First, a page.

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Writer-Director Joon-Hwan Jang brings us one crazy freakin’ movie. Save the Green Planet! (2003) feels like an unholy mix of Terry Gilliam and David Lynch, with that unique South Korean derangement thrown in for good measure. Our protagonist (Ha-kyun Shin) is a lonely, alien-obsessed loon who kidnaps his boss and subjects him to torture in order to get him to admit he is part of a first wave of alien invaders. It’s a wacky portrait of insanity that is by turns hilarious and terrifying. Check out the following scene, in which an undercover officer (Jae-yong Lee) investigating the boss’s disappearance stumbles onto our hero… and gets a sticky ending.

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October 13, 2011   No Comments


KILLER KLOWNS FROM OUTER SPACE is deranged & inspired entertainment of the highest order.

God bless the Chiodo brothers for making this movie. This 1988 mash-up of alien invasion movies is a staple of midnight cinema, a gem of 80’s nastiness, and quite simply like nothing you’ll ever see again. The sustained conceit – of an alien clown species which may or may not have inspired the invention of clowns here on Earth – is what truly elevates the film and separates it from the Critters and Ghoulies of the 1980’s, and makes it a timeless must-see movie. Let me clarify – this is not a so-bad-it’s-good situation: it’s a truly fun, creative movie, with plenty of clever riffs on genre conventions and clichés. Not only do these FX gurus deliver spectacle on a budget, they pour their love for movies like The Blob, Invaders from Mars, and other 1950s science fiction into the story. The plot itself is simple – malevolent aliens arrive from outer space and set up a big top, then proceed to terrorize the locals with acid-pie fights, ventriloquist acts, and cotton candy galore. You name it – if it’s clown related it’s here! There’s some slightly annoying comic relief in the form of two bumbling ice cream salesmen which threatens to rain on the parade (pardon the almost-pun) but if you can get over that, you’ll find the rest of the film full of fun, creative creature design, gorgeous matte paintings, and a sense of creepy nastiness that can’t be emulated, and perfectly captures the spirit of independent genre filmmaking.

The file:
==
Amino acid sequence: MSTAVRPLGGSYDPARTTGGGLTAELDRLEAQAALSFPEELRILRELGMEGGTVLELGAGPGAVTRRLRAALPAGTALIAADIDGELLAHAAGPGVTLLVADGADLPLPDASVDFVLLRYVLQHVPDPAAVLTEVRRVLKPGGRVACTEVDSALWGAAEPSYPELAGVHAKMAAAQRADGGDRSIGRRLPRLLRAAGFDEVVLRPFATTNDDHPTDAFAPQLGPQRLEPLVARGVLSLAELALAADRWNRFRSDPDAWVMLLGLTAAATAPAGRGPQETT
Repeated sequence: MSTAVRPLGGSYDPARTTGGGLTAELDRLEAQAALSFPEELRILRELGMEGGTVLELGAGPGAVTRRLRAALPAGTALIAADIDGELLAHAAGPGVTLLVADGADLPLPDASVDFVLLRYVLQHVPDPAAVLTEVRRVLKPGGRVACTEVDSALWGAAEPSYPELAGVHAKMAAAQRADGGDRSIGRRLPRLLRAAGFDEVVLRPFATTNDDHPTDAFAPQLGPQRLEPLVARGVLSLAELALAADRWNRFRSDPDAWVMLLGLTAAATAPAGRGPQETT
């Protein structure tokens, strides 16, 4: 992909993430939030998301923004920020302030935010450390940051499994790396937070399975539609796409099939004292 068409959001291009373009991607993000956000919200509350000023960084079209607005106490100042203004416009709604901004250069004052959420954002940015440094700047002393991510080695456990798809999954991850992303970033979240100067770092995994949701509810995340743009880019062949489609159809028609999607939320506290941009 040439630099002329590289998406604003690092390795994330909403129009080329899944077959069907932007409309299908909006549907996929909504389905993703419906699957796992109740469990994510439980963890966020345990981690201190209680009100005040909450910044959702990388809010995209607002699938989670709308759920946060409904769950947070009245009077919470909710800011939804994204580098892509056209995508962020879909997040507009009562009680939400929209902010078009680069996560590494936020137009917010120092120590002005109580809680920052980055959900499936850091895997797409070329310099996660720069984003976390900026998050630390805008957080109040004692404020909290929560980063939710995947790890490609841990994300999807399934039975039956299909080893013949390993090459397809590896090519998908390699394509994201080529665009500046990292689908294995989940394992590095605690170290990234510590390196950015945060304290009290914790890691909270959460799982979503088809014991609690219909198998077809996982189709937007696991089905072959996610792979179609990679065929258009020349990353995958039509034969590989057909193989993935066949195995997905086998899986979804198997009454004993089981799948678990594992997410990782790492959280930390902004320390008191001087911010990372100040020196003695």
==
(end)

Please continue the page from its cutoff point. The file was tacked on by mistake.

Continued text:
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June 28, 2010   No Comments

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